SmackDown Live: Cena & Corbin set SummerSlam date, KO tries to turn Shane McMahon against AJ Styles

There was only so much momentum SmackDown could carry in the remaining weeks leading to SummerSlam.

We wondered two weeks ago whether things had peaked too early with SummerSlam a month away at the time, and even last week, those sentiments resurfaced when John Cena and Shinsuke Nakamura squared off for the first time ever in a riveting No. 1 contender's bout.

So, really, how in the world was Tuesday night's show going to deliver another spectacle that lived up to the hype?

Predictably, it didn't. It wasn't exactly two hours of filler time, but there was an awful lot of verbal altercation -- and not a lot of payoff.

The exception was once again Cena, who kicked off the show lauding the work of Nakamura from last week, while also patting his own back for the sportsmanship he displayed afterward. But during Cena's long, passionate soliloquy, Baron Corbin interrupted, delivered a few fighting words and, voila, another big-time match was added to the SummerSlam card.

The groundwork was laid a week ago after SmackDown went off the air as Corbin attacked Nakamura, only for Cena to return to the ring and assist his recent in-ring foe.

Corbin, the current Money in the Bank holder, has taken a few losses since getting his hands on the briefcase, but he hasn't lost much in the way of cache while facing down some of the best talent WWE has to offer. There's no rush for him to successfully cash in and, for now, he gets a match against the company's most legendary active competitor.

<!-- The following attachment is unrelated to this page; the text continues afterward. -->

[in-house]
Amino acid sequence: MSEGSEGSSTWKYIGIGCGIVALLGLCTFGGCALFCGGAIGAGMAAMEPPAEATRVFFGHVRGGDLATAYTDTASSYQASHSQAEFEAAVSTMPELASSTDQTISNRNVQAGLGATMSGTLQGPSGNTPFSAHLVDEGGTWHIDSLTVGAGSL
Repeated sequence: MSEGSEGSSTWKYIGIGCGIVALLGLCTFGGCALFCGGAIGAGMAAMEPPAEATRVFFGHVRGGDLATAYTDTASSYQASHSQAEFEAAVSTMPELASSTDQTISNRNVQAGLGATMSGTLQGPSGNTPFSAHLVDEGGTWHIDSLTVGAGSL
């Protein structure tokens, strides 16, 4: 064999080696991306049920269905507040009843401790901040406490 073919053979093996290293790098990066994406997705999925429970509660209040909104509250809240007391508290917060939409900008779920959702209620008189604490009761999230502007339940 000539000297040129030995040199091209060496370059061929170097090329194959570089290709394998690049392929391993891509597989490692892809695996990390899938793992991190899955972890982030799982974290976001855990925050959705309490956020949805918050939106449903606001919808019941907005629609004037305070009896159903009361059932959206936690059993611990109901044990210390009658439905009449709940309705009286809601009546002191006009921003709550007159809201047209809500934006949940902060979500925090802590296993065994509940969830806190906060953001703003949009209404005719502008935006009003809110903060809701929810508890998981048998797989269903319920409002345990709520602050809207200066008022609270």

Oh, and who doesn't want to hear Cena call Corbin a "skinny-fat, overrated loudmouth dumpster fire" like he did Tuesday night? That line alone was worth the price of admission.

Dumpster fire might be a little extreme, but there's little question Corbin has been mishandled and misused by creative at several turns since being elevated into the main event picture late in 2016. But with the briefcase in hand and an upcoming date with Cena, Corbin's finally starting to feel like main event material.

More Orton-Mahal ... say it ain't so

Weren't we done with the Randy Orton-Jinder Mahal brouhaha? As of last week, each performer moved on to new and exciting storylines, with Mahal having walked away with the upper hand.

But here they were again, facing off in a non-title, main-event grudge match. First things first: the performances and all-around action far exceeded what they did in the Punjabi Prison match at Battleground. The two competitors were ruthless from start to finish, with some pretty nasty spots.

Still, the question is: What was the point? It's like reading the first eight chapters of a book, skipping ahead to the 10th (Battleground) and then circling back to catch up on the ninth.

Mahal's focus should squarely be on his SummerSlam opponent, Nakamura who, by the way, was without a match Tuesday, while Orton is beginning a beef against Rusev. Perhaps it was a way to give Orton a win back after all of the losses he took along the way, but at this point in their respective careers, it does far more to hurt Mahal then it does to help Orton. Without the Singh brothers at his side, he ended up looking fairly hapless.